Sean: Yeah, that’s smart because what really helps me and what this is all getting back to is kind of increasing the barrier for you to spend any money at all. And we’re just so inundated with ads in our everyday life it can be so natural just to purchase something that you see in your social media feed because it’s only two clicks away. So it’s really about reducing temptations so that you don’t purchase whatever it may be.
Liz: Now, what do you do about stuff that you really do want to buy and know you’re going to buy at some point?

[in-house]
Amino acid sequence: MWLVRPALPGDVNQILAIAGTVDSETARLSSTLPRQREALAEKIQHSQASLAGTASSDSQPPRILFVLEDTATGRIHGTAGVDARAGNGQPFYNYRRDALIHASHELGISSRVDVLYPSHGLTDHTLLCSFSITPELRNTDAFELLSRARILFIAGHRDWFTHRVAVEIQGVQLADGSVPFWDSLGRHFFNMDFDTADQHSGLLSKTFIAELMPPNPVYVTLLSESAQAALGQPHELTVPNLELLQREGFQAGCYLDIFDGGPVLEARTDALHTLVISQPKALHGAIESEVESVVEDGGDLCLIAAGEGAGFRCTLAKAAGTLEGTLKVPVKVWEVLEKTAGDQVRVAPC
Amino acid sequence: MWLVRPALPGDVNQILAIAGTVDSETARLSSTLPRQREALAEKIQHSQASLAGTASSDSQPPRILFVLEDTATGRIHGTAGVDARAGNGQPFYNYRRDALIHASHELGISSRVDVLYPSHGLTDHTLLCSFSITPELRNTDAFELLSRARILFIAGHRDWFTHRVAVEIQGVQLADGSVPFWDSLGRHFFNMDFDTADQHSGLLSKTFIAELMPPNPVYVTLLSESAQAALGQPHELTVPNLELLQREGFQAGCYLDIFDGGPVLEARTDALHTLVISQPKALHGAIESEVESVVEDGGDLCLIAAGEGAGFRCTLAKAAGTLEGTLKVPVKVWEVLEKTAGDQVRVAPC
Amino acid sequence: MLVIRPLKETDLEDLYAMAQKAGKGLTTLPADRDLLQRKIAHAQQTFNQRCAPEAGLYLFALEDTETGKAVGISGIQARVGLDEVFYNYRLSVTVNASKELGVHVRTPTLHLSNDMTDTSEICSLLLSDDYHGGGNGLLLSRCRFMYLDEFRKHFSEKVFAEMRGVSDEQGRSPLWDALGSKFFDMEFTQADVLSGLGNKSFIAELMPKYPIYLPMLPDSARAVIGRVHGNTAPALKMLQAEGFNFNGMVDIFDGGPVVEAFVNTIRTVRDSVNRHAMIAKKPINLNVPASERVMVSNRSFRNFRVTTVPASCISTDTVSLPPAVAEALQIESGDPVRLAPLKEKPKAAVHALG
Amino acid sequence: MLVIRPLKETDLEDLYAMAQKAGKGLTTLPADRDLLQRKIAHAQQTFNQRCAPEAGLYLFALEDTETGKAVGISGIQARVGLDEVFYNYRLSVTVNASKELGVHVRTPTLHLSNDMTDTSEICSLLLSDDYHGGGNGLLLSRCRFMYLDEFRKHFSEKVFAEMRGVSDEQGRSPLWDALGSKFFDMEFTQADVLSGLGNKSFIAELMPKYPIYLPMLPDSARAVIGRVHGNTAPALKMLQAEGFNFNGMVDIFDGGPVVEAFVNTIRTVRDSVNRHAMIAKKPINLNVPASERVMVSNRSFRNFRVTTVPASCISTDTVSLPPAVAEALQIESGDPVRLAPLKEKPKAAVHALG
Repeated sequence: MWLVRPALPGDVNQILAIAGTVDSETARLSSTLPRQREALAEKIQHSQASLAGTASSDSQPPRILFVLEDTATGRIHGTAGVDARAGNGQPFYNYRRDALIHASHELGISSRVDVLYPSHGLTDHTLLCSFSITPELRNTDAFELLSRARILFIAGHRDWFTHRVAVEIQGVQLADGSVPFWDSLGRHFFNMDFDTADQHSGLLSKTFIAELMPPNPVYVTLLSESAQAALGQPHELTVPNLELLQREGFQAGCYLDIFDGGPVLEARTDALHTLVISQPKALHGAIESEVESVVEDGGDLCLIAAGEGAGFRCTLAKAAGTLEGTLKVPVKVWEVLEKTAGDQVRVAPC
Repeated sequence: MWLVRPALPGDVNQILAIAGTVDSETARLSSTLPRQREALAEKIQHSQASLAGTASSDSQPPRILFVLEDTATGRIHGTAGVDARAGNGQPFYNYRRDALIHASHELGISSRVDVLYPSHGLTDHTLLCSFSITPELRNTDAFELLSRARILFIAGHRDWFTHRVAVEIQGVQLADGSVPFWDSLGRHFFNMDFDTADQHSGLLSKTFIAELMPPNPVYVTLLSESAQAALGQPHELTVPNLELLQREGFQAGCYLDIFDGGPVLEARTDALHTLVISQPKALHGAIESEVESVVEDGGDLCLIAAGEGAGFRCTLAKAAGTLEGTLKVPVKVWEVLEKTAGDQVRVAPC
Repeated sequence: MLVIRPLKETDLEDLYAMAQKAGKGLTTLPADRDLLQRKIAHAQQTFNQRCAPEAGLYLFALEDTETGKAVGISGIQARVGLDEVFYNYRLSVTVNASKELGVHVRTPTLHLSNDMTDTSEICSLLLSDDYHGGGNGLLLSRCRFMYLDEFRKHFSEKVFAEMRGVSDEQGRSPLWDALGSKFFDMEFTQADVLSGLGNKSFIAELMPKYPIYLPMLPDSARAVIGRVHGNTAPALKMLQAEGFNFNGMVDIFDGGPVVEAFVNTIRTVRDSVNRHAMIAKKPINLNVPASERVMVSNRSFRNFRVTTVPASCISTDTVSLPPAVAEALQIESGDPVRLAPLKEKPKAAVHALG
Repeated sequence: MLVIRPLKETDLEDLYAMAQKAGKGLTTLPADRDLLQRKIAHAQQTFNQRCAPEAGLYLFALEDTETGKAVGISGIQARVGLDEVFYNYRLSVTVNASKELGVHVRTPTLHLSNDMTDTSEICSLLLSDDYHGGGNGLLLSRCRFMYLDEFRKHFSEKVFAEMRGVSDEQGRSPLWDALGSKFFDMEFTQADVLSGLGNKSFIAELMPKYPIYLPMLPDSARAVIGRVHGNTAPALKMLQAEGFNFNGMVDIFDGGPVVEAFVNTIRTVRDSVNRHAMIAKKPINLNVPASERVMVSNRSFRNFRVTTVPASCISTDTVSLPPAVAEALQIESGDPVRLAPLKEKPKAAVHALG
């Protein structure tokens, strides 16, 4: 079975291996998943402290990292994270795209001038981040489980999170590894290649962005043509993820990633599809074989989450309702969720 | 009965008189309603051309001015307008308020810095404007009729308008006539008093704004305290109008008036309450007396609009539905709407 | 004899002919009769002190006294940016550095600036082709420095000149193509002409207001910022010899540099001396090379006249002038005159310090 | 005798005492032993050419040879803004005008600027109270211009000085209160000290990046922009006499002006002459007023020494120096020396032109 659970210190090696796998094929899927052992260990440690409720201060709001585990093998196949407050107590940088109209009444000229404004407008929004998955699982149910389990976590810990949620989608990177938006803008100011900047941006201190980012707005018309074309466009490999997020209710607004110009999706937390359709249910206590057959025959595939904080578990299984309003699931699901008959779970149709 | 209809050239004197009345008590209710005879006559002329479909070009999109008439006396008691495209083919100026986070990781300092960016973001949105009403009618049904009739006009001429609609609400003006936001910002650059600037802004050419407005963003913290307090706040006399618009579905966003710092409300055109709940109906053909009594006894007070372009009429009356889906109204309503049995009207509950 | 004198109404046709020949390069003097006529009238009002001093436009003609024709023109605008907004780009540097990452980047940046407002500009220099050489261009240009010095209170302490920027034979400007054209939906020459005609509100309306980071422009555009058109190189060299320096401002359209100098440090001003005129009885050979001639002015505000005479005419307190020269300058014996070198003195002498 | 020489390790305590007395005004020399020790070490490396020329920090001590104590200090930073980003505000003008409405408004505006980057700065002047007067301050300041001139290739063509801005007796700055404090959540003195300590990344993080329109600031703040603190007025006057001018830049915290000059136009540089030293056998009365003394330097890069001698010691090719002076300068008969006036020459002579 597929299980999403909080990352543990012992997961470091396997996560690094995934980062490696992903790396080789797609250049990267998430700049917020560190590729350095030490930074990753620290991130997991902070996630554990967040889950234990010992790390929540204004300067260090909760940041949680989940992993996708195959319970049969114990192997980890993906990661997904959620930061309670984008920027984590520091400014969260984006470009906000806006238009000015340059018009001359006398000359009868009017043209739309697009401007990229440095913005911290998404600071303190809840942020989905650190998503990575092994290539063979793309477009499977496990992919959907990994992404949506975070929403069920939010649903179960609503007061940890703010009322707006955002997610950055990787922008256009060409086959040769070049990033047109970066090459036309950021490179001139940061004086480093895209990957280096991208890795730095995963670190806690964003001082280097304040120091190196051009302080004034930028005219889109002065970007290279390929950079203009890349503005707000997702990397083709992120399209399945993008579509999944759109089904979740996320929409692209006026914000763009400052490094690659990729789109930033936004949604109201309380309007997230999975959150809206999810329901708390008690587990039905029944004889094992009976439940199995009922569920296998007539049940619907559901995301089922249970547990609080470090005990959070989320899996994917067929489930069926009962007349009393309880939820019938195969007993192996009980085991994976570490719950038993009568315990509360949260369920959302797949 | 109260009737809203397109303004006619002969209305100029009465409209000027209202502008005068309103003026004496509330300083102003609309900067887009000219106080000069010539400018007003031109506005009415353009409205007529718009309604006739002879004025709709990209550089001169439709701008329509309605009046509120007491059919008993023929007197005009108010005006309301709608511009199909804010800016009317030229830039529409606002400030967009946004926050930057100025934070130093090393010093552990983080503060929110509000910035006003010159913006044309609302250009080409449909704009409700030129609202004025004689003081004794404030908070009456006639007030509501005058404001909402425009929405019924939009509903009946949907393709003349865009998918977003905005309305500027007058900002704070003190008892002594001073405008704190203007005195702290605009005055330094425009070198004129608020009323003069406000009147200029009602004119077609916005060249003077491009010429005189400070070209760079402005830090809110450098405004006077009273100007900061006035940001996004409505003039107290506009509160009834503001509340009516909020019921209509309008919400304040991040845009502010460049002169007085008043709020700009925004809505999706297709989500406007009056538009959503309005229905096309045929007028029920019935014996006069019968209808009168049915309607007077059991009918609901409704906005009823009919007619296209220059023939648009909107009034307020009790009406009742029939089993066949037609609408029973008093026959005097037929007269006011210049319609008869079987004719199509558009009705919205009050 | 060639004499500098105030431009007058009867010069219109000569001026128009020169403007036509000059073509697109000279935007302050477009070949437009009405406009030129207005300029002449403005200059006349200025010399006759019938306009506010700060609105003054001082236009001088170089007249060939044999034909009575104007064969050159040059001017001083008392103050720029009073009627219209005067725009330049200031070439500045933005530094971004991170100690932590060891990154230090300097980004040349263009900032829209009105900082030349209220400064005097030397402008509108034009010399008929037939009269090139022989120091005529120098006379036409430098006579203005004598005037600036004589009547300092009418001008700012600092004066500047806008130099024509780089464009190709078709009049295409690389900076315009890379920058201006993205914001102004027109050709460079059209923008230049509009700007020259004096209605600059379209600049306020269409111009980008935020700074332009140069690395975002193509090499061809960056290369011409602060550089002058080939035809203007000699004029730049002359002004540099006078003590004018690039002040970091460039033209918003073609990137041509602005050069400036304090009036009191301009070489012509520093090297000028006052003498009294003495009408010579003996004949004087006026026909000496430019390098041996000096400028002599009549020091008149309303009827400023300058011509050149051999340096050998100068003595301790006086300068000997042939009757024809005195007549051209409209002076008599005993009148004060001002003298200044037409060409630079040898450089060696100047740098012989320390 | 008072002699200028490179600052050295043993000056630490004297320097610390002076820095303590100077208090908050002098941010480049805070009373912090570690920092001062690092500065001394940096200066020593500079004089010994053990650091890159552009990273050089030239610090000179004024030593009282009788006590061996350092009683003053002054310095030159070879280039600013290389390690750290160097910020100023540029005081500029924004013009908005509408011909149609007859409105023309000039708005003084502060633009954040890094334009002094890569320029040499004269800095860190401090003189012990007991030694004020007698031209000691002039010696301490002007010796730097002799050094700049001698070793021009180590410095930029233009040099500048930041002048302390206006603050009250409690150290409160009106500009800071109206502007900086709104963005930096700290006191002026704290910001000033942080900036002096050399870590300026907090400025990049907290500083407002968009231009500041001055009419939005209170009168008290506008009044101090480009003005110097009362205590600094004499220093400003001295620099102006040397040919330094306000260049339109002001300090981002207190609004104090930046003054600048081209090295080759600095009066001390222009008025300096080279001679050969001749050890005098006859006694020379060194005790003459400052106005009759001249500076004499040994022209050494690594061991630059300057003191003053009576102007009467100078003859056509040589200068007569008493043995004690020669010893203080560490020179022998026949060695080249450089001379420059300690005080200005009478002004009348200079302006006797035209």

Sean: Well, if I know I’m going to buy it and I know I need something for an occasion coming up, I will just mark it. I have this running notes app on my phone full of links of things that I eventually want to get. And sometimes it’s helpful because I’ll just forget about it and I’ll find out if I really do need it or not in a couple months when I go back to that notes app to put in another link and I think that’s fine just to tuck it away. And if I do need it, I’ll eventually purchase it. But categorizing it, compartmentalizing it helps me keep these things separate.
Liz: That’s a great idea. You’re capturing the thought, but you’re putting in sort of a cooling period so that in case you change your mind, you haven’t spent the money, but if it’s still there and you still want to buy it, you can. That’s really cool.